|Número de publicación||WO1999004851 A1|
|Tipo de publicación||Solicitud|
|Número de solicitud||PCT/US1998/015051|
|Fecha de publicación||4 Feb 1999|
|Fecha de presentación||22 Jul 1998|
|Fecha de prioridad||22 Jul 1997|
|También publicado como||EP0932428A1|
|Número de publicación||PCT/1998/15051, PCT/US/1998/015051, PCT/US/1998/15051, PCT/US/98/015051, PCT/US/98/15051, PCT/US1998/015051, PCT/US1998/15051, PCT/US1998015051, PCT/US199815051, PCT/US98/015051, PCT/US98/15051, PCT/US98015051, PCT/US9815051, WO 1999/004851 A1, WO 1999004851 A1, WO 1999004851A1, WO 9904851 A1, WO 9904851A1, WO-A1-1999004851, WO-A1-9904851, WO1999/004851A1, WO1999004851 A1, WO1999004851A1, WO9904851 A1, WO9904851A1|
|Inventores||J. Edward Shapland, Robert G. Walsh, Hoek John C. Vanden|
|Exportar cita||BiBTeX, EndNote, RefMan|
|Citas de patentes (7), Citada por (45), Clasificaciones (5), Eventos legales (10)|
|Enlaces externos: Patentscope, Espacenet|
IONTOPHORETIC DELIVERY OF AN AGENT INTO CARDIAC TISSUE
Co-pending Applications The present application is being filed concurrently with an application entitled NEEDLE FOR IONTOPHORETIC DELIVERY OF AN AGENT and identified with attorney docket number 9367.47US01, the disclosure of which is hereby incorporated by reference.
Technical Field The present invention relates to delivery of an agent to a patient's heart, and more particularly, to iontophoretic delivery of an agent directly into cardiac tissue.
Background The human heart is an amazing organ. It is a self regulating pump that cooperates with the respiratory and nervous system to oxygenate and distribute blood throughout the body. This mechanism sustains life.
Referring to Figure 1 , the heart 100 is a muscle that defines atria and ventricles. The atria include a left atrium 102 and a right atrium 104. The ventricles include a left ventricle 106 and a right ventricle 108. The atrial myocardium 110 forms the outer wall of the atria. The ventricular myocardium 112 forms the outer wall of the ventricles. The interventricular septum 114 divides the left and right ventricles 106 and 108.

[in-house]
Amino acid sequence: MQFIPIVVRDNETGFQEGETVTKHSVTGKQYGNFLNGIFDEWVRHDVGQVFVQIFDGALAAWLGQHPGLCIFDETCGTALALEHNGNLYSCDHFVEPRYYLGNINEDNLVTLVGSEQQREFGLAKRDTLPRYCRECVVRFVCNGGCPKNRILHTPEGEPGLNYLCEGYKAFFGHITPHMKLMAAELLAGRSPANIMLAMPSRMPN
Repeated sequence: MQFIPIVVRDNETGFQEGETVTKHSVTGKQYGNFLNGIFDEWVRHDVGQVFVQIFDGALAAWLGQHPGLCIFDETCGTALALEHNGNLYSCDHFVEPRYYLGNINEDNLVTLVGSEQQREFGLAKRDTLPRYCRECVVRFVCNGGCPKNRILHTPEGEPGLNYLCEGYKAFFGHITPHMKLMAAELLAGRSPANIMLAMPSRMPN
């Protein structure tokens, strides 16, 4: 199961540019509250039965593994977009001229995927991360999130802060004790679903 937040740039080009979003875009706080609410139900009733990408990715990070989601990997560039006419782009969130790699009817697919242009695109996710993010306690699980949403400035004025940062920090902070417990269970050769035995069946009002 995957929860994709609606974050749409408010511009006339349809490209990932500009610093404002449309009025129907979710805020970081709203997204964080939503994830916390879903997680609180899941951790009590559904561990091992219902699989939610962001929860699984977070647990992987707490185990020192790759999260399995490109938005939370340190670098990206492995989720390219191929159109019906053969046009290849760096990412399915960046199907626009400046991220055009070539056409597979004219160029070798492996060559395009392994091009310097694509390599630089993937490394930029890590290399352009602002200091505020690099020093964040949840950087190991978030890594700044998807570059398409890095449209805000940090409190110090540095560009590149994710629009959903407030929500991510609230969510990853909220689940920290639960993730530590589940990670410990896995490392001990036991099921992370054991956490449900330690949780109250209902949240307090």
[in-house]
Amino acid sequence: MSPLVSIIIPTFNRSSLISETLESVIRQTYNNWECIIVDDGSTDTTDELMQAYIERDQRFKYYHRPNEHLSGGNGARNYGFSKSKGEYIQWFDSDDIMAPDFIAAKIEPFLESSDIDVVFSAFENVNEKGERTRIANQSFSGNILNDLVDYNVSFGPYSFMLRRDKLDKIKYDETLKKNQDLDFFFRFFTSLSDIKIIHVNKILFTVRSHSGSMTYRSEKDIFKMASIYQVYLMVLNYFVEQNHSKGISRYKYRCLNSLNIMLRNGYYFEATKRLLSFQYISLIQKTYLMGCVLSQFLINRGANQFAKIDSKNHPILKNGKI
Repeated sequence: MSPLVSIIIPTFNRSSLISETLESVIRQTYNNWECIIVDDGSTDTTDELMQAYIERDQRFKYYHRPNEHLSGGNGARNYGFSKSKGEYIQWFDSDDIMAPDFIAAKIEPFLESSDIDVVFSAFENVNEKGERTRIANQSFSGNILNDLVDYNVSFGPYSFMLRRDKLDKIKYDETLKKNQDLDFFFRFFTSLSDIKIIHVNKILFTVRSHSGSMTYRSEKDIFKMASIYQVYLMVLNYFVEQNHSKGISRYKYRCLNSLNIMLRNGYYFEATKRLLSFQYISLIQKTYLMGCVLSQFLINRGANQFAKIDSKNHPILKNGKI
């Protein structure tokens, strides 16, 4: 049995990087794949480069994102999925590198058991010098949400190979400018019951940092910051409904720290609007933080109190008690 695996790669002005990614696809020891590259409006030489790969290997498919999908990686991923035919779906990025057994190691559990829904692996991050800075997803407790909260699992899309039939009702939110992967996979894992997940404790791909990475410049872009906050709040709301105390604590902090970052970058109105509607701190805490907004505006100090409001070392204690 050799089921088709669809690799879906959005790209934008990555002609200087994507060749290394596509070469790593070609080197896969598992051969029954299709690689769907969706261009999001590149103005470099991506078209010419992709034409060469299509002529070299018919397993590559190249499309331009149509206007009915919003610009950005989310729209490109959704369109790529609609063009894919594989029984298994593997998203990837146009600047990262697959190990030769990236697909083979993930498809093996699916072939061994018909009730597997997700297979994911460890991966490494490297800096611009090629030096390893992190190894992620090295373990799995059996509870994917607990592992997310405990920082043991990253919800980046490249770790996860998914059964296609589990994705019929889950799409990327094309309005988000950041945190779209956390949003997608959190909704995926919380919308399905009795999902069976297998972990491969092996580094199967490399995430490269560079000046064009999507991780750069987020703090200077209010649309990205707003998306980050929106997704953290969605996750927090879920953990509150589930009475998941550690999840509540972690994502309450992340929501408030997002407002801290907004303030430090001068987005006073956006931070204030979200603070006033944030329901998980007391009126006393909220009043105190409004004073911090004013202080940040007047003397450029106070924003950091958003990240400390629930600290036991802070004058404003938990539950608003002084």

The heart 100 contracts and relaxes in an orderly sequence during each heart beat in order compress these chambers 102, 104, 106, and 108 and pump blood through the systemic circulatory system. The systemic circulatory system includes blood vessels that carry the blood to all areas of the body, including the muscles that forms the heart 100 itself.
The heart beat originates in a cardiac conduction system 116 that distributes cardiac impulses, which is an electrical signal, throughout the heart 100. These electrical impulses stimulate the heart 100 and cause it to contract and pump blood. The cardiac conduction system 116 is formed from cells and striated muscle fibers. Although the muscle fibers are striated, the conduction system 116 does not have defined or distinct boundaries. The cardiac impulses originate in a sinoatrial node (SA node) 118 that functions as a type of natural pacemaker. The signal then radiates throughout the atrial myocardium 110 via atrial pathways 120. The cardiac impulses in the atrial pathways 120 stimulate the atrial myocardium 110 and causes the atria 102 and 104 to contract and blood to flow into the ventricles 106 and 108.
The atrial pathways 120 also carry the electrical impulses to another node, called the atrio ventricular node (AV node) 122. From the AV node 122, the cardiac impulses are transmitted along a group of fibers called the bundle of His 124, which runs along the ventricular septum 114. The bundle of His 124 splits into a right bundle branch 126 and a left bundle branch 128. In a normal heart, the bundle of His 124 provides the only path for cardiac impulses between the atrial myocardium 110 and the ventricle myocardium 112. The cardiac impulses pass from the left and right branches 126 and
128 to the Purkinje system 130, which provide pathways throughout the ventricular myocardium 112. The cardiac impulses in the Purkinje system 130 cause the ventricular myocardium 112 to contract and pump blood from the left and right ventricular chambers 106 and 108 into the systemic circulatory system. There is a slight delay between contraction of the atrial myocardium 110 and the ventricular myocardium 112.
In this system, the S A node 118 is a cardiac pacemaker that times the rhythm of the heart 100. The AV node 122 introduces a delay in the cardiac impulses received from the SA node 118 and coordinates contraction of the atria and the ventricles 102, 104, 106, and 108. As shown in figure 2, these pathways can become defective after an injury such as myocardial infarction, which is an area of tissue in the wall of the heart that is damaged due to an interruption of the blood supply. Arteriosclerosis is a common cause of myocardial infarction. As a result, a reentry circuit 132 is formed that provides a path of the cardiac impulses to circle around and move in the wrong direction. These reentry circuits typically cause a form of tachycardia, which is a fast and unnatural heart beat.